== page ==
respectfully,
                marsh grillo

                Roland digital piano kr107...roland at900upex

                Comment


                  #10
                  msgrillo I love her vids on YouTube. They recorded all kinds of classes with her, and she teaches using an Atelier.

                  Comment


                    #11
                    DaveK,
                    I found this chord sheet to be very helpful when I started playing my AT900. Give it a try. I keep it in a clear sleeve next to my organ. I still use it today.
                    Terry
                    Attached Files

                    Comment


                      #12
                      That one keeps all the chords in root position. Your left hand would be jumping around like crazy. And technically, what it calls a Dominant 7th, isn't. In the key of C, the dominant 7th is not C7, but G7. I'm not sure how most people would play the 7th flat 9ths. (There are actually only 3 shapes needed for 7th flat 9ths - F# C A Eb, G Bb C# E, and either F Ab B D or Ab B D F. Then put your foot on the correct pedal!)

                      You would definitely be better off using my chord chart! It keeps all the chords close together, so that changes can be smoother and the chart groups them in families, so if you're playing, say, in the key of G, the most likely chords will be nearby. Give it a try.
                      Attached Files
                      It's not what you play. It's not how you play. It's the fact that you're playing that counts.

                      New website now live - www.andrew-gilbert.com

                      Current organ: Roland Atelier AT900 Platinum Edition
                      Retired Organs: Lots! Kawai SR6 x 2, Hammond T402, T500 x 2, X5. Conn Martinique and 652. Gulbransen 2102 Pacemaker. Kimball something-or-other.
                      Retired Leslies, 147, 145, 760 x 2, 710, 415 x 2.

                      Comment


                        #13
                        Originally posted by andyg View Post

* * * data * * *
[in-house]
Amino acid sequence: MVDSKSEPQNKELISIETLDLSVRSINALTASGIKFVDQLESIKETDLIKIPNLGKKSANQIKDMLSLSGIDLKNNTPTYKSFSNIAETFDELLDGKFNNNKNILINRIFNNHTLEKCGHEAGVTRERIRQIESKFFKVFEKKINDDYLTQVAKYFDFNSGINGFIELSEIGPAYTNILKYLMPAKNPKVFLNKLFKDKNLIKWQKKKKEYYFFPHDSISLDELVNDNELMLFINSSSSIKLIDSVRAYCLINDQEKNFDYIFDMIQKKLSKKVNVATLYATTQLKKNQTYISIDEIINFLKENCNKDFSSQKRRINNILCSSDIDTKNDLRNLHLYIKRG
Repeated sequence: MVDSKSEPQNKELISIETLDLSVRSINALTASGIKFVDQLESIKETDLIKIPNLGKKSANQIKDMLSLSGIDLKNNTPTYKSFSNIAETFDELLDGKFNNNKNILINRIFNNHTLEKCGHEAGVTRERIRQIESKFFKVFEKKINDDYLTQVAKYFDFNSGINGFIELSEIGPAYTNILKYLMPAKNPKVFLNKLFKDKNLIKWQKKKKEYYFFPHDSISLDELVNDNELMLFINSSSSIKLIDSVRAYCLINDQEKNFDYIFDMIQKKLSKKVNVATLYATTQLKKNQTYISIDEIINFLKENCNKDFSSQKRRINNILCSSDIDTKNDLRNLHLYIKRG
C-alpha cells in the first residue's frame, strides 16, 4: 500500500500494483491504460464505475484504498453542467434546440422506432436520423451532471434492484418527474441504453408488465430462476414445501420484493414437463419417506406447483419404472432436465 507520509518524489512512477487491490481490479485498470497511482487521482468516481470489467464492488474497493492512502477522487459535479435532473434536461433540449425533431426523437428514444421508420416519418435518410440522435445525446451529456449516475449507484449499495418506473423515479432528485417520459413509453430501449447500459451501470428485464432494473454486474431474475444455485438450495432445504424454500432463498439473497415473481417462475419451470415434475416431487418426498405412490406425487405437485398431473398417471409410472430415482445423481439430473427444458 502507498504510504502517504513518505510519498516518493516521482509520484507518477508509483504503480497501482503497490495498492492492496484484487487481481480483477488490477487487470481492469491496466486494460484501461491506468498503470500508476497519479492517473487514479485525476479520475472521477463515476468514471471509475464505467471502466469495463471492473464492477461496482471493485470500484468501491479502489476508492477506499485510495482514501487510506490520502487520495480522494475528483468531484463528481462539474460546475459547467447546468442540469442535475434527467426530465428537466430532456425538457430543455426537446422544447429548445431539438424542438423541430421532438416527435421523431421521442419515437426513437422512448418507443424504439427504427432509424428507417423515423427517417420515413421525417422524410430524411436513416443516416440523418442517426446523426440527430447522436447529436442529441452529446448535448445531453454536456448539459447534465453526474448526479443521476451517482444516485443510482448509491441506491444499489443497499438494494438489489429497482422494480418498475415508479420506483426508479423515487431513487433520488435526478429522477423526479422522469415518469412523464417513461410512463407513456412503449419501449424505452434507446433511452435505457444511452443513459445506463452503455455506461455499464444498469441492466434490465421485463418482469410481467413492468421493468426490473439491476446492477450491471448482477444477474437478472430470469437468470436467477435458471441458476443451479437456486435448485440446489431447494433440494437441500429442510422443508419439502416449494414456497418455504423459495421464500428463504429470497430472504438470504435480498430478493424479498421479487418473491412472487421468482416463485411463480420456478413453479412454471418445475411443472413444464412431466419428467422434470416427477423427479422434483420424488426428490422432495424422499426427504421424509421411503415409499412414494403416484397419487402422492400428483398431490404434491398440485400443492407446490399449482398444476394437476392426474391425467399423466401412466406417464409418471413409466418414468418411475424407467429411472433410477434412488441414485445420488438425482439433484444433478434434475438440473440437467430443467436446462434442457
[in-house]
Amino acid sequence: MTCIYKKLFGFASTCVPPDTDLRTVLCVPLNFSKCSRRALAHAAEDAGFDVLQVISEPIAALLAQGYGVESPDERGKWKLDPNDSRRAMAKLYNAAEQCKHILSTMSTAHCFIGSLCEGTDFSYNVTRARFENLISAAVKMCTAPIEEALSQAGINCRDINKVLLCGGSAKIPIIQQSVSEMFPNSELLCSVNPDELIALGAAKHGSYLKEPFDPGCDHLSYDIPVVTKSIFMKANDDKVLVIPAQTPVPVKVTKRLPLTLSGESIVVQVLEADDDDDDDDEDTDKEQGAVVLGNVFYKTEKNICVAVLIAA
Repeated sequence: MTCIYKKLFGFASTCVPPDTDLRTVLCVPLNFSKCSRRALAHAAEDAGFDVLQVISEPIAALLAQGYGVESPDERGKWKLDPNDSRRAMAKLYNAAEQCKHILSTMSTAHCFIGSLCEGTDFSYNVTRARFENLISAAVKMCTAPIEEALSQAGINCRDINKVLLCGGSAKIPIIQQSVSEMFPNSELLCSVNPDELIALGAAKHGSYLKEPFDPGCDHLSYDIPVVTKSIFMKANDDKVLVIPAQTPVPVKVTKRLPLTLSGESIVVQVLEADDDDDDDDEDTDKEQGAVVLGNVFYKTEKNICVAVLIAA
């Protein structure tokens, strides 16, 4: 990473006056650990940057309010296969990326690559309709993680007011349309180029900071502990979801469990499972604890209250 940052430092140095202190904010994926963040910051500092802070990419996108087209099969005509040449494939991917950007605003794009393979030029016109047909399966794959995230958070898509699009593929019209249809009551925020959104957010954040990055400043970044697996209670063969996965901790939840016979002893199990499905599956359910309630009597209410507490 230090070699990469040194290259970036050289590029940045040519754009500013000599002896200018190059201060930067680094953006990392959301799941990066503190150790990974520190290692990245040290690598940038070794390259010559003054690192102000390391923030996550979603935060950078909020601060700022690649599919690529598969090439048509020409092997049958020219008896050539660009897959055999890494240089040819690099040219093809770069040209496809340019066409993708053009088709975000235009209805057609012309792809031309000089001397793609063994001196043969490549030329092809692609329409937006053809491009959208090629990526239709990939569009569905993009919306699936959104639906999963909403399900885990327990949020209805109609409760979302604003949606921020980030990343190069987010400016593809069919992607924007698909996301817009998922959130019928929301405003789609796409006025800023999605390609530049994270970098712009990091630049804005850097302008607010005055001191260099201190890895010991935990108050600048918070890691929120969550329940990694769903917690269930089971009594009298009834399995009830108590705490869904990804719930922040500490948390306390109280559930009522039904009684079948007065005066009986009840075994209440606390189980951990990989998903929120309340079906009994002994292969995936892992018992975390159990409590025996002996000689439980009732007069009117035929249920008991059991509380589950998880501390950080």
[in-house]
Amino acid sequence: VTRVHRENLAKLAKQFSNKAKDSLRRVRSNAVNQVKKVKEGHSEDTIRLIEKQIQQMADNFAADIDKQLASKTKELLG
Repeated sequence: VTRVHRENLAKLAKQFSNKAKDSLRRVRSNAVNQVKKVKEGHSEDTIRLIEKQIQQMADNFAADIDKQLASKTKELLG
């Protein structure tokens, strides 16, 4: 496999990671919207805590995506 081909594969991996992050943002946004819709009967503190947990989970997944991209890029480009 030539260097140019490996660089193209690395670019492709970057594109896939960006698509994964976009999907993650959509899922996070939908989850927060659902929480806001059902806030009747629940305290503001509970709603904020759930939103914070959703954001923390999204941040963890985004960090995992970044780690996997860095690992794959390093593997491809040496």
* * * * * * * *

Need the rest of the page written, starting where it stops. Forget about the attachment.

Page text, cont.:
That one keeps all the chords in root position. Your left hand would be jumping around like crazy. And technically, what it calls a Dominant 7th, isn't. In the key of C, the dominant 7th is not C7, but G7. I'm not sure how most people would play the 7th flat 9ths. (There are actually only 3 shapes needed for 7th flat 9ths - F# C A Eb, G Bb C# E, and either F Ab B D or Ab B D F. Then put your foot on the correct pedal!)
                        You would definitely be better off using my chord chart! It keeps all the chords close together, so that changes can be smoother and the chart groups them in families, so if you're playing, say, in the key of G, the most likely chords will be nearby. Give it a try.
                        I've been playing music for a long time and I don't play in root position. I was trying to offer Dave a starting point for learning chords. Heaven help me for offering something that is below your expectations.

                        Comment


                          #14
                          Don't get me wrong, on this forum we welcome all help that's offered by members. But chord charts that are only in root position can really make beginners struggle, as although technically correct, they don't explain the need for inversions, or even offer them. I've had to convert many self-taught players from root to better inversions over 35+ years of teaching. So I will always advise against using this type of chart for learning to play chords on organ or keyboard.

                          It's not what you play. It's not how you play. It's the fact that you're playing that counts.

                          New website now live - www.andrew-gilbert.com

                          Current organ: Roland Atelier AT900 Platinum Edition
                          Retired Organs: Lots! Kawai SR6 x 2, Hammond T402, T500 x 2, X5. Conn Martinique and 652. Gulbransen 2102 Pacemaker. Kimball something-or-other.
                          Retired Leslies, 147, 145, 760 x 2, 710, 415 x 2.

                          Comment


                            #15
                            I know those 7th flat ninth chords as diminished seventh chords and the beauty of them is that there are indeed only three to learn with two looking the same!
                            Roland Atelier AT-90s, AT-80s, AT-70, 30, and 15. Roland VR-760 combo
                            Yamaha S-90, Kurzweil PC-3x, Casio Privia PX-330, Roland E-80, G-70, BK-5, Leslie 760, 820
                            Moved on:
                            Allen 3MT/Hauptwerk, Technics GA1, Yamaha HX1, AR80, numerous Hammonds, including 2 M's, an L, 2 A-100's, XP-2, XM-1/1c, & an XK-3. Roland Atelier AT-30, 60r, 80, & 20r(2 units), and a slew of Leslies (147, 142, 760, 900, 330).
                            Korg Triton Le-61, Casio Privia PX-310 & 110, and Kurzweils: PC-2x, SP-88, Pro-III, K1000